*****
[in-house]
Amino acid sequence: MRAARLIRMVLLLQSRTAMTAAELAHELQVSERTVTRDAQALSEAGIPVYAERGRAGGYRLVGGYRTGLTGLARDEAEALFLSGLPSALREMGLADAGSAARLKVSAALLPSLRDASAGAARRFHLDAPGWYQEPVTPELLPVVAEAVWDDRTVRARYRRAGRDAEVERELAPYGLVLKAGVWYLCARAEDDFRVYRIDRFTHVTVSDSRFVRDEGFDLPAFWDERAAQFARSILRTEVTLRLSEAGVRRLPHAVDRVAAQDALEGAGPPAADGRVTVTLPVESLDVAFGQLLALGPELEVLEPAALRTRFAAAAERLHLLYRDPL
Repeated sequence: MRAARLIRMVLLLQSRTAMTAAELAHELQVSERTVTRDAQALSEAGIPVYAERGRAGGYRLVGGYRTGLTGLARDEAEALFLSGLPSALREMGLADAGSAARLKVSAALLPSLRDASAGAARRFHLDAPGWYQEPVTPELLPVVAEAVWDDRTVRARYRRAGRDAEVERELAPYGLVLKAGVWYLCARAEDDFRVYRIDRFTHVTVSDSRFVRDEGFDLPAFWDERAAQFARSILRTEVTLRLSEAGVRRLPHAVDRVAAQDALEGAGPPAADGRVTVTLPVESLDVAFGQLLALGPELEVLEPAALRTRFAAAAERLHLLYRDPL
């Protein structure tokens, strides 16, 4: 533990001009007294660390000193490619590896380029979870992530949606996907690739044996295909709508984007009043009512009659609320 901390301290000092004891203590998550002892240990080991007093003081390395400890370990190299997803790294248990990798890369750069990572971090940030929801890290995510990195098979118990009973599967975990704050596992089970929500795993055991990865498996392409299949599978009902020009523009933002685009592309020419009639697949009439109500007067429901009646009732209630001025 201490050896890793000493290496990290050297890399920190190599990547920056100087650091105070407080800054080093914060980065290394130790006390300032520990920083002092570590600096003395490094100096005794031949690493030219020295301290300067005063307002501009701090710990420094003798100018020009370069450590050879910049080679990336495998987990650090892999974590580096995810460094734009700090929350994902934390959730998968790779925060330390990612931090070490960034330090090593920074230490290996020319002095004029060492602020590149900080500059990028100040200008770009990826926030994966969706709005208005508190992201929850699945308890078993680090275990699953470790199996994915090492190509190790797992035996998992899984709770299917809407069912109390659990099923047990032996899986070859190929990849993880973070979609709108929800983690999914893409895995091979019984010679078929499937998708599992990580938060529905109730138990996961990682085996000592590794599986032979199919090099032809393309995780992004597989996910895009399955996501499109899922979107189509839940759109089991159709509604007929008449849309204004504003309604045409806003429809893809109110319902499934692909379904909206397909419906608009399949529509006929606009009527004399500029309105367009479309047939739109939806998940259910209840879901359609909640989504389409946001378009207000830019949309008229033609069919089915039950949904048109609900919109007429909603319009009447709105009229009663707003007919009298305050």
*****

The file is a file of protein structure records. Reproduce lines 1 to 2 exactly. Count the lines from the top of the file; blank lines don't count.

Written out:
[in-house]
Amino acid sequence: MRAARLIRMVLLLQSRTAMTAAELAHELQVSERTVTRDAQALSEAGIPVYAERGRAGGYRLVGGYRTGLTGLARDEAEALFLSGLPSALREMGLADAGSAARLKVSAALLPSLRDASAGAARRFHLDAPGWYQEPVTPELLPVVAEAVWDDRTVRARYRRAGRDAEVERELAPYGLVLKAGVWYLCARAEDDFRVYRIDRFTHVTVSDSRFVRDEGFDLPAFWDERAAQFARSILRTEVTLRLSEAGVRRLPHAVDRVAAQDALEGAGPPAADGRVTVTLPVESLDVAFGQLLALGPELEVLEPAALRTRFAAAAERLHLLYRDPL